It came from patient build-up play down the right to force a throw that led to right-full Sean Gannon swinging in a cross that Dave McMillan headed back towards the penalty spot, where Benson arrived at full speed to execute a technically perfect right-footed volley on the run.
It prompted a strong reaction from Legia. Their passing was sloppy, however, with anxiety slipping into their play and straightforward balls overclubbed. Dundalk’s system did leave them open to difficulty down the flanks if Legia got forward to overlap and their best moments invariably started from there.
Their only major goalscoring opportunity before the break came in the form of a speculative exocet from left-full Adam Hlousek, forcing Gary Rogers into an acrobatic save.
The expectation was that Legia would come out and step things up a gear. But that didn’t really happen.
Granted, there were spells where Dundalk were completely pegged back and McMillan isolated.
They weren’t being cut apart, though, with Legia incapable of playing through the exceptional Andy Boyle and Paddy Barrett. Hull-bound Nemanja Nikolic was subdued.
When Dundalk did get into Legia’s final third around the hour mark, Benson nearly doubled his tally with an overhead kick that sailed over.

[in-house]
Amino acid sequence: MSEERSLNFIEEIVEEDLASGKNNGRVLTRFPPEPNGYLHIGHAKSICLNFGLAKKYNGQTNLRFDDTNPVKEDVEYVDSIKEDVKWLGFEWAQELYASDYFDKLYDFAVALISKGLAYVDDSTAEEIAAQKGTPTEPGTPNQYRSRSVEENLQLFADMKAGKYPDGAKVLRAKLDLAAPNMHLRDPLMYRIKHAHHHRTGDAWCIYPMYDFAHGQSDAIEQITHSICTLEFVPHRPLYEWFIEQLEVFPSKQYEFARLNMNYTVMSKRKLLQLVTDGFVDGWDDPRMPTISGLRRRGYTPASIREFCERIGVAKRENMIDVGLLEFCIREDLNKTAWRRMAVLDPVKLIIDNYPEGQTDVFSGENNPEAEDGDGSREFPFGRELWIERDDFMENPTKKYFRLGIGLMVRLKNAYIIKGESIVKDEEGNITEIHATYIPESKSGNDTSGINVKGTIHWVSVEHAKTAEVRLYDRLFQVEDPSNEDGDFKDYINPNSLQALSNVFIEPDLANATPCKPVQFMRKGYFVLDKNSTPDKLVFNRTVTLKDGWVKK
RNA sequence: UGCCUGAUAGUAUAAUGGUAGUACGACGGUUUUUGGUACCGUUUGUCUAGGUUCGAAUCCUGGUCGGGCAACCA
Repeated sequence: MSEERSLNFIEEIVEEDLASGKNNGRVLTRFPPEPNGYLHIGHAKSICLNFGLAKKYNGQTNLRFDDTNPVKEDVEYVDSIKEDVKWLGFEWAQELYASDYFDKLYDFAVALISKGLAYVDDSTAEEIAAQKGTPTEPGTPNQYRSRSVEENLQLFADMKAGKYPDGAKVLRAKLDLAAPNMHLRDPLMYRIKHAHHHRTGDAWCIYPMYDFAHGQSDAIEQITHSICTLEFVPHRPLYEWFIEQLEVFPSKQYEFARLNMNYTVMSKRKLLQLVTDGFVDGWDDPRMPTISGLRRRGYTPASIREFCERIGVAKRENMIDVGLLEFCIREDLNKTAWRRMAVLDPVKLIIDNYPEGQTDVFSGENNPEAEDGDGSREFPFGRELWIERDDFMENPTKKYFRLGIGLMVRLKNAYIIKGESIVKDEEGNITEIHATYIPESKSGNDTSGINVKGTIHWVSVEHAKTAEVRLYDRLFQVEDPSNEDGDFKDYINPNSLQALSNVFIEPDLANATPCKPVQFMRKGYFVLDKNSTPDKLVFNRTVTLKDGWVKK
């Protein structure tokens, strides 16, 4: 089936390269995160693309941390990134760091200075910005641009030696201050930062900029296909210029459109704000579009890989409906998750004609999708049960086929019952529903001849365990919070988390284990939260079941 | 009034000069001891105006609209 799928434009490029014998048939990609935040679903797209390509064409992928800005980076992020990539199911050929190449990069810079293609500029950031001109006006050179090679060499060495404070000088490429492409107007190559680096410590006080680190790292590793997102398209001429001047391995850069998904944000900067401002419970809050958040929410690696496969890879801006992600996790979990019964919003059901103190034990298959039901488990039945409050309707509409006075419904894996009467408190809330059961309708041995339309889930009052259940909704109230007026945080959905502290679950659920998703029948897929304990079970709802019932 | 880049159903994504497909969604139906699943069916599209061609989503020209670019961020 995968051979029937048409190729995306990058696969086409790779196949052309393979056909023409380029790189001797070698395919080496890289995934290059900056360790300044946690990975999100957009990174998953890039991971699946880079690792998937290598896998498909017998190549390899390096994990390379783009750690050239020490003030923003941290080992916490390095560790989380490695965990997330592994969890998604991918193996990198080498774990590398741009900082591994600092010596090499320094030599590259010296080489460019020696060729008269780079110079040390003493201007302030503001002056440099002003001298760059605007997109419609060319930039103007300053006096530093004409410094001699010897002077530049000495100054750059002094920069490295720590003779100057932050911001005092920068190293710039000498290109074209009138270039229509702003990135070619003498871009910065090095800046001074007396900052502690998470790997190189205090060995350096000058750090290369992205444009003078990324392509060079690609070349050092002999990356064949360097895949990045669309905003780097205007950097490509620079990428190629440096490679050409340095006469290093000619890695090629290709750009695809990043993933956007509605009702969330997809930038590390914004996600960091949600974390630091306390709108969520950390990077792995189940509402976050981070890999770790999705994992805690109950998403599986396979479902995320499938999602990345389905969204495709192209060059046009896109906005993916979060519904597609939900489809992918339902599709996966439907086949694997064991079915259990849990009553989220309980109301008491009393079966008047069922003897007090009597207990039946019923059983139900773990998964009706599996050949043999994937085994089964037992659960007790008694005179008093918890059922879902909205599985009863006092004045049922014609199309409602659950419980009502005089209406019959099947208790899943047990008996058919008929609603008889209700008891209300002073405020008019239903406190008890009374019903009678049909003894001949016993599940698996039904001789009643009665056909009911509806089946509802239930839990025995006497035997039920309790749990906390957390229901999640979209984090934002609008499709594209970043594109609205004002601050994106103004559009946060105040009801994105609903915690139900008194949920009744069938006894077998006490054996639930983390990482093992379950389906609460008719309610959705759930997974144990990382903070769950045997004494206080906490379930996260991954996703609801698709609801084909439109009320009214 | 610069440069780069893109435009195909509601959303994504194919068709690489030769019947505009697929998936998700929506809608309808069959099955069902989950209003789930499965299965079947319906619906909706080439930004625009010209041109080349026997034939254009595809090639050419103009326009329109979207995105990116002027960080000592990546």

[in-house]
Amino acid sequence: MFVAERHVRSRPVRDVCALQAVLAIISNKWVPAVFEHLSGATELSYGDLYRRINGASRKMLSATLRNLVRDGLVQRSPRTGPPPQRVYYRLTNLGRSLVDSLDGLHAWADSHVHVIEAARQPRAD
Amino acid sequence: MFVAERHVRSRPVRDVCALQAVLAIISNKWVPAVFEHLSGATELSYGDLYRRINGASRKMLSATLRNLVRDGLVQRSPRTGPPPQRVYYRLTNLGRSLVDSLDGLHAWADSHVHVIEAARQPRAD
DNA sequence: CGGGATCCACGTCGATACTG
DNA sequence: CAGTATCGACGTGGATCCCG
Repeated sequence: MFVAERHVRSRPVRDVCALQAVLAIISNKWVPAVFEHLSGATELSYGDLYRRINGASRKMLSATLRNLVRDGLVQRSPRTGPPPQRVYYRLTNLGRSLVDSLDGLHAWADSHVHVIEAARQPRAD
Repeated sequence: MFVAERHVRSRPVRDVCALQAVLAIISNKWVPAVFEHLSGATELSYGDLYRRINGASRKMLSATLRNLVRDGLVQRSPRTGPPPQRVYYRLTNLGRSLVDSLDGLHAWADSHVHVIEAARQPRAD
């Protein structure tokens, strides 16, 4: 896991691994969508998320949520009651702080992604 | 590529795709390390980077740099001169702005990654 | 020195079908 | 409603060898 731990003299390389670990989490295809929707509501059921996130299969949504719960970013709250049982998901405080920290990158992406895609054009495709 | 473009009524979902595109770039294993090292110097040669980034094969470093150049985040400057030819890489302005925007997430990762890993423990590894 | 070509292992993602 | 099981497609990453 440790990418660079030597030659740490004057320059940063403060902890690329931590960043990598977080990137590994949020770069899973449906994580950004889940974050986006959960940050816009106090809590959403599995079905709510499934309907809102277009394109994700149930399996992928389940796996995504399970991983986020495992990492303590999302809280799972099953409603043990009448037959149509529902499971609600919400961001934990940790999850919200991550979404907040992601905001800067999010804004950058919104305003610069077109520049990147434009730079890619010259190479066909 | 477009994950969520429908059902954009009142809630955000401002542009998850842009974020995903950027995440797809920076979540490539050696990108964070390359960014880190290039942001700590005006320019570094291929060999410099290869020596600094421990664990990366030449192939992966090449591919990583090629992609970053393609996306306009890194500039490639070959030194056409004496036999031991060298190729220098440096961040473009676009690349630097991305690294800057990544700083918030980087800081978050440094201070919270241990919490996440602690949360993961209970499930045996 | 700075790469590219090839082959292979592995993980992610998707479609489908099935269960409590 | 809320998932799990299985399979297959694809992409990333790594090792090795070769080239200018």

As the midway point of the half approached, Kenny would have liked the option of the injured Ciaran Kilduff to spring from the bench as fatigue set in.
They were given hope by an unexpected source. Persistent fouling from Legia was a feature of the first meeting but they were punished here when Hlousek – earlier booked for a cynical hack on Barrett – received a second red for needlessly dragging down the lively Finn.
To their credit, Legia rose to the challenge. Nikolic was called ashore, with Michal Kucharczyk – one of their nine internationals – driving on.
Even with their numerical advantage, Kenny’s side were living on the edge.
With 15 minutes to go, they finally emerged to give Legia netminder Arkadiusz Malarz some work to do, with Horgan teeing up Patrick McEleney for a weak right-footer.
Kenny introduced Darren Meenan with eight minutes to go, and the final roll of the dice was local teenager Michael O’Connor for his European debut, a player with a bright future.
Legia have the budget to bring on senior internationals, though, and the gulf in resources is what can decide fine margins.
As Dundalk pushed, Meenan was unable to capitalise on opportunities to get balls in the box.
The signal for the four added minutes was followed by the clincher, a clearance that exposed Dundalk adventure, with Kucharczyk superbly seizing the space to arrow into the area and beat Rogers with a top class finish.
To get this close was an extraordinary achievement and Dundalk were distraught at the death. Moral victories will provide no comfort in the immediate aftermath.
The challenge now is to find the momentum that can deliver real ones in the next phase of their adventure.